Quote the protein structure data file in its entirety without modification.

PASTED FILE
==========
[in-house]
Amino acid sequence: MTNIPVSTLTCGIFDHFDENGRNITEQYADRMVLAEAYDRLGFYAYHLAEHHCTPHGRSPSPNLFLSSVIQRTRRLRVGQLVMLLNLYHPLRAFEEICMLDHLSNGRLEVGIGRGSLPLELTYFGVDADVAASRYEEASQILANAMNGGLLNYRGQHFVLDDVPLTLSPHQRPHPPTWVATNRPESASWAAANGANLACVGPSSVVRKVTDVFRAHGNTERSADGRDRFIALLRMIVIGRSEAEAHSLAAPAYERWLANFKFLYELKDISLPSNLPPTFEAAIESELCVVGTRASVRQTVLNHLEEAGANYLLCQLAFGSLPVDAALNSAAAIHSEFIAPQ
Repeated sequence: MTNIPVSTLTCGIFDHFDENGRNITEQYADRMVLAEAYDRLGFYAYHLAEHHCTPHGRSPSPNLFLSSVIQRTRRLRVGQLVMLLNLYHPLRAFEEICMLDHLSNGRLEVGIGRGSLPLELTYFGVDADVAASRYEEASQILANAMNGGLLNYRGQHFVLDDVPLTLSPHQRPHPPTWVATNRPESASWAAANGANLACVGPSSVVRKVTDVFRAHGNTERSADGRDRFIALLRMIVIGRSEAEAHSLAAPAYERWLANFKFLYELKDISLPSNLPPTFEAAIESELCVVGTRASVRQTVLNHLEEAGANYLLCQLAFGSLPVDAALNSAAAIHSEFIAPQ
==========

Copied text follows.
[in-house]
Amino acid sequence: MTNIPVSTLTCGIFDHFDENGRNITEQYADRMVLAEAYDRLGFYAYHLAEHHCTPHGRSPSPNLFLSSVIQRTRRLRVGQLVMLLNLYHPLRAFEEICMLDHLSNGRLEVGIGRGSLPLELTYFGVDADVAASRYEEASQILANAMNGGLLNYRGQHFVLDDVPLTLSPHQRPHPPTWVATNRPESASWAAANGANLACVGPSSVVRKVTDVFRAHGNTERSADGRDRFIALLRMIVIGRSEAEAHSLAAPAYERWLANFKFLYELKDISLPSNLPPTFEAAIESELCVVGTRASVRQTVLNHLEEAGANYLLCQLAFGSLPVDAALNSAAAIHSEFIAPQ
Repeated sequence: MTNIPVSTLTCGIFDHFDENGRNITEQYADRMVLAEAYDRLGFYAYHLAEHHCTPHGRSPSPNLFLSSVIQRTRRLRVGQLVMLLNLYHPLRAFEEICMLDHLSNGRLEVGIGRGSLPLELTYFGVDADVAASRYEEASQILANAMNGGLLNYRGQHFVLDDVPLTLSPHQRPHPPTWVATNRPESASWAAANGANLACVGPSSVVRKVTDVFRAHGNTERSADGRDRFIALLRMIVIGRSEAEAHSLAAPAYERWLANFKFLYELKDISLPSNLPPTFEAAIESELCVVGTRASVRQTVLNHLEEAGANYLLCQLAFGSLPVDAALNSAAAIHSEFIAPQ